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December 2021

Modulations in respiratory and laryngeal activity associated with changes in vocal intensity during speech

Author(s): Luschei, E. S., Hoffman, H. T.

Journal/Book: J Speech Lang Hear Res. 2000; 43: 10801 Rockville Pike, Rockville, MD 20852-3279, USA. Amer Speech-Language-Hearing Assoc. 934-950.

Abstract: We tested the hypothesis that different strategies are used to alter tracheal pressure (P-t) during sustained and transient increases in intensity It has been suggested that the respiratory system plays the primary role in P-t changes associated with alteration in overall intensity whereas laryngeal adjustment is primary for transient change in P-t related to emphasis. Tracheal pressure, obtained via tracheal puncture, airflow (U), and laryngeal electromyography from the thyroarytenoid muscle (TA EMG) were collected From 6 subjects during sentence production at different intensity levels and with various stress patterns. Using a technique described in a previous study, we computed lower airway resistance (R-low) from measures of P-t and U obtained during a sudden change in upper airway resistance. We used this resistance valve, together with direct measures of P-t and U during speech, to derive a time-varying measure of alveolar pressure (P-a), the pressure created by respiratory muscle activity and elastic recoil Of the lungs. P-a provided a measure of respiratory drive that was unaffected by laryngeal activity laryngeal airway resistance (R-lx) and TA EMG provided measures of laryngeal activity The results of this study indicated that, contrary to the outcome predicted by the hypothesis, there was no difference in the strategies used to alter P-t during sustained and transient increases in intensity. Although changes in both P-a and R-lx contributed to increase in P-t, the contribution of P-a was substantially greater On average, P-a contributed to 94% and R-lx to 6% of the increase in P-t associated with vocal intensity A secondary purpose of the study was to determine the extent to which laryngeal muscle activity was related to R-lx during speech. We found TA EMG activity increased with intensity but was not well correlated with R-lx, suggesting that when it contracts, the TA muscle may effect intensity by loosening the cover, which allows for greater amplitude of vocal fold vibration, without necessarily increasing laryngeal airway resistance.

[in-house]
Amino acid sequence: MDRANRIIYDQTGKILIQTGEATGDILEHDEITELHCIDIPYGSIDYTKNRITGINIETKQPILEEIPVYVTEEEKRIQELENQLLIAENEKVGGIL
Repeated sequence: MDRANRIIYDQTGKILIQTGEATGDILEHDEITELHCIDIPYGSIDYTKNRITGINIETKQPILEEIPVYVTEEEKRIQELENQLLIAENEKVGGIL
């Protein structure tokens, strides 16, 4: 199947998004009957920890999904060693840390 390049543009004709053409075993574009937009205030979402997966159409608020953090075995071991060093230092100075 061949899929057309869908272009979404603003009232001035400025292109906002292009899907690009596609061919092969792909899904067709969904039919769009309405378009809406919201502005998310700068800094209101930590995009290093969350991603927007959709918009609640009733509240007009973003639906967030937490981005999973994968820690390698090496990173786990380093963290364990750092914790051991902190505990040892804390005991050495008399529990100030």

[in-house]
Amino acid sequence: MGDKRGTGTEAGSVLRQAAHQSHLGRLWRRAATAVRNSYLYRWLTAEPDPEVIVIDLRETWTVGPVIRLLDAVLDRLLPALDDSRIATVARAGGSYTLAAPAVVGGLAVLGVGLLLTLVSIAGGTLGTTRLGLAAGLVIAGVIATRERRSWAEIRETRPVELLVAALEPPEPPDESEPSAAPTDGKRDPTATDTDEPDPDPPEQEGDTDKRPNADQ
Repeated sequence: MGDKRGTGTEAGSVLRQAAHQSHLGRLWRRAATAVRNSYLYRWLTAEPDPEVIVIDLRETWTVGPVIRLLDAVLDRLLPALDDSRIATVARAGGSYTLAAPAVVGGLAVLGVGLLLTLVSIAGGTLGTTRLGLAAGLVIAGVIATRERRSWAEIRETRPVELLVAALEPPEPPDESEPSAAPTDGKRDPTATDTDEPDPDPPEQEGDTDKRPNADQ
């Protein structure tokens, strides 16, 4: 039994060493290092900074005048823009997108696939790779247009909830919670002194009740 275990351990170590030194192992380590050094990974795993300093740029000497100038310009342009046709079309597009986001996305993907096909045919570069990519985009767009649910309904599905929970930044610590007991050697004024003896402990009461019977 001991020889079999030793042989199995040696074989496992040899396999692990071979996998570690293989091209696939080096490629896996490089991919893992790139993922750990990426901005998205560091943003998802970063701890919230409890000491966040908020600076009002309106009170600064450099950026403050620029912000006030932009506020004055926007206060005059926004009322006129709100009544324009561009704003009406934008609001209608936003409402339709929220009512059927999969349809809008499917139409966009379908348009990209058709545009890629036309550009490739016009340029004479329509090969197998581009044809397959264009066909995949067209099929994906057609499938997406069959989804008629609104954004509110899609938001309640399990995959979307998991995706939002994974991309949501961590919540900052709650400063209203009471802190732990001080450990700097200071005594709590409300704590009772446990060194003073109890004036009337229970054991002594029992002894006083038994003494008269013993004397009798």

Note: Article Finnegan EM, Univ Iowa, Dept Speech Pathol & Audiol, Wendell Johnson Speech & Hearing Ctr, 127SHC, Iowa City,IA 52242 USA

Keyword(s): vocal intensity; alveolar pressure; tracheal pressure; laryngeal airway resistance; intensify control; PHONATION THRESHOLD PRESSURE; GLOTTAL AIR-FLOW; WOMEN; CONSISTENCY; RESISTANCE; SPEAKERS; MEN

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